As described above, the ECU 58 is arranged to control various engine functions. For example, among other things, the ECU 58 controls the firing of the spark plugs 54. In addition, the ECU 58 controls the fuel injector 38, setting both the time and duration of the fuel injection thereby. The ECU 58 may also control the fuel pump(s) 44,48, and a pump associated with a lubricating and/or coolant system.
The ECU 58 may include a memory containing maps for control during certain phases of non-feedback control. These maps preferably also include data regarding the amount of fuel required for each cylinder for sensed engine running conditions. This data may be based on either fuel volume or duration of injection timing.
The ECU 58 sets basic fuel injection among and timing determined by engine speed and load, and once the system is operating and the sensor 68 is at its operating temperature, the system shifts to a feedback control.
In accordance with the present invention, the ECU 58 makes adjustments to the air/fuel ratio dependent upon the output of the sensor 68 during the feedback control mode. FIG. 3 graphically illustrates sensor output as it relates to air/fuel ratio. As may be seen, when large amounts of air are supplied to the engine 20 in relation to fuel (i.e. the air to fuel ratio is greater than stoichiometric or there is "excess" air) then the mixture is said to be lean. In this instance, the fuel is generally all burned with excess oxygen remaining, and the sensor output is low, such as 0.1 V. When small amounts of air are supplied to the engine 20 in relation to fuel (i.e. the air to fuel ratio is less than stoichiometric or there is insufficient air) then the mixture is said to be rich. In this instance, the fuel is generally not all consumed since there is insufficient oxygen, and the sensor output is large, such as 0.9 V.
As is well known in the art, this signal may be processed by a wave-shaping circuit (not shown) which causes the resultant signal from the sensor 68 to be "ON" or "OFF" instead of a varying voltage. For example, when the voltage from the sensor 68 exceeds a voltage corresponding to a desired target air/fuel ratio, the signal may be arranged to be "ON," while then the voltage output from the sensor 68 is less than the voltage at the target air/fuel ratio, the signal may be arranged to be "OFF."
In a given operating condition, the ECU 58 is arranged to set a desired air/fuel ratio, such as K1, with the target sensor voltage then M1 (i.e. if the sensor output passes through a wave-forming circuit, the output is arranged to indicate that the sensor is "ON" if the output voltage exceeds voltage M1, and arranged to indicate that the sensor is "OFF" if the output voltage is less than voltage M1). If the sensor output changes from a corresponding sensor output M1, then the ECU 58 is arranged to adjust the air/fuel ratio to bring it back to the desired value. For example, if the sensor indicates an output value M2 (indicating that the air/fuel mixture being supplied is too rich in fuel) then the ECU 58 is arranged to change the incoming air/fuel ratio to K2 (such as by shortening the fuel injection duration) to adjust the air/fuel ratio in the lean direction. Alternatively, if the sensor indicates an output value M1, then the ECU 58 is arranged to change the incoming air/fuel ratio to K3 in an attempt to bring the resultant conditions back to the desired value.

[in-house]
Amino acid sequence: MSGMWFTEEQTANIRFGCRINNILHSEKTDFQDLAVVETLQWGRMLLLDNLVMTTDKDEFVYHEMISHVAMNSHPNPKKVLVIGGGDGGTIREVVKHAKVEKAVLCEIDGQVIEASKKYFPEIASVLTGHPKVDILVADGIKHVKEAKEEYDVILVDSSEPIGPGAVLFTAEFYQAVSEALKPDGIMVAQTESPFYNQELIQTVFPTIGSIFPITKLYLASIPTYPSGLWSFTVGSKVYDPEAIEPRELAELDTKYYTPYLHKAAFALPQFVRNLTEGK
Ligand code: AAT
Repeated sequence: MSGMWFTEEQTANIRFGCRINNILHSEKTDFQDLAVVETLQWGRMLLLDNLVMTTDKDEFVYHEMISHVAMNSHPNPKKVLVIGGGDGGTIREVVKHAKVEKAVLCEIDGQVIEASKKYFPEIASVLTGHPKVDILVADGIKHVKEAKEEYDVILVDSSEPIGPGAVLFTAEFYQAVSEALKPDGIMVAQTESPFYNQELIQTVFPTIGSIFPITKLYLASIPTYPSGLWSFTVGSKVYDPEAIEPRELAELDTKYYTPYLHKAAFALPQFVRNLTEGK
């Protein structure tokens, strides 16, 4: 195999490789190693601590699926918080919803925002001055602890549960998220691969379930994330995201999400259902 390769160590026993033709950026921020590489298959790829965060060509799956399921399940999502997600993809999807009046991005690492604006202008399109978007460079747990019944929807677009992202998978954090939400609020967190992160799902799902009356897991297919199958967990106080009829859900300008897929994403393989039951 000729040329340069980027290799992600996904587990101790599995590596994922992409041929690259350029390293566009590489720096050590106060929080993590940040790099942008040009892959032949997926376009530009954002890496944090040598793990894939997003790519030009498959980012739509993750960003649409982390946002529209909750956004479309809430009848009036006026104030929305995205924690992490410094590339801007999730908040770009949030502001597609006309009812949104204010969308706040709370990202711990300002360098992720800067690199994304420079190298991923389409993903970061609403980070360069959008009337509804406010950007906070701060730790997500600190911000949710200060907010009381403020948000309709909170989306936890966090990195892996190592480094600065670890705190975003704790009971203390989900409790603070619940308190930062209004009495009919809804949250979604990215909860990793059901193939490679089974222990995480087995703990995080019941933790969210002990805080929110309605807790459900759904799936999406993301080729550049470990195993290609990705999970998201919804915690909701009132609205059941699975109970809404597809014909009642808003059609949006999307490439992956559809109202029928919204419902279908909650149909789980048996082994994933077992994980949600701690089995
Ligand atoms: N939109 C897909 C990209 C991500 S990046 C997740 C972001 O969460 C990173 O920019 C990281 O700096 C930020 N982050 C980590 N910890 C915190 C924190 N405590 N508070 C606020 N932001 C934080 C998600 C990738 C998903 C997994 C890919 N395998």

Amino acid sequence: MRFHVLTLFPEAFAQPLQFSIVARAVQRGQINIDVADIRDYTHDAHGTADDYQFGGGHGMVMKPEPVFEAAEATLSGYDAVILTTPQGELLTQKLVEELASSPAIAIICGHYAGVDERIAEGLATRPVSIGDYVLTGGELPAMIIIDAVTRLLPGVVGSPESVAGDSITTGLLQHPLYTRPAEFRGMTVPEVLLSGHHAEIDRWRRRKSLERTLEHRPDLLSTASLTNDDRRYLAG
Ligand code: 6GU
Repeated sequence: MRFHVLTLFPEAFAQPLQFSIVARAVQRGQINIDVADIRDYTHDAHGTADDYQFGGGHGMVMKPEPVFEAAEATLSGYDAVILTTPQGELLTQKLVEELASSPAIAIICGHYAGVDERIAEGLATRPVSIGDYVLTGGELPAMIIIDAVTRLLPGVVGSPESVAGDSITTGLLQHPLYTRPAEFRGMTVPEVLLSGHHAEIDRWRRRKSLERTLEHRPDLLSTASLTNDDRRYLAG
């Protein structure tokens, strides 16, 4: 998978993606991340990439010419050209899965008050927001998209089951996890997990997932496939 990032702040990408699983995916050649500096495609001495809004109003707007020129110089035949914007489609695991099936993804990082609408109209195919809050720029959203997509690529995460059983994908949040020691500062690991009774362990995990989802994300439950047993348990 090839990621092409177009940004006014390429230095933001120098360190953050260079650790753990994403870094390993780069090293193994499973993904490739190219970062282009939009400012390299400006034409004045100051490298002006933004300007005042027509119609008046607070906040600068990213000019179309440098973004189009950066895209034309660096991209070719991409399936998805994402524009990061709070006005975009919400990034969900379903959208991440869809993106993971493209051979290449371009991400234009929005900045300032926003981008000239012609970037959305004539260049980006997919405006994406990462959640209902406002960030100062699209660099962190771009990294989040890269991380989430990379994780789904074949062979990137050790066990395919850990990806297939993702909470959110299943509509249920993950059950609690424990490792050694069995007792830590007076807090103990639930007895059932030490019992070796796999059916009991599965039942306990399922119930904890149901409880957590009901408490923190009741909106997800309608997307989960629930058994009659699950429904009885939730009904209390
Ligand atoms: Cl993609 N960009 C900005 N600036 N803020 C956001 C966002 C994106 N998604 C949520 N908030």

As discussed above, the presence of the platinum in the sensor 68 generally has the effect of causing the sensor output data to indicate an air/fuel ratio which is different than that which is actually in the cylinder after combustion. For example, at very high temperatures, oxygen is readily catalyzed by the platinum of the sensor 68, causing the sensor output to indicate that the air/fuel ratio is richer in fuel than that which was actually supplied. In that event, the ECU 58 utilizes the sensor data to erroneously change the ratio of air and fuel supplied to the engine 20 in the lean direction (i.e. K1 to K2). On the other hand, at low temperatures little catalyzation takes place and the ECU 58 may adjust the air and fuel ratio in the rich direction erroneously.
In accordance with the present invention, the target air/fuel ratio K1 is adjusted based on certain operating parameters to take into account changes in operating conditions which affect the output of the sensor 68 independent of changes in the air/fuel ratio. Preferably, the engine temperature Te, intake air temperature Ti, and a fuel composition factor Q are utilized in adjusting the target air/fuel ratio.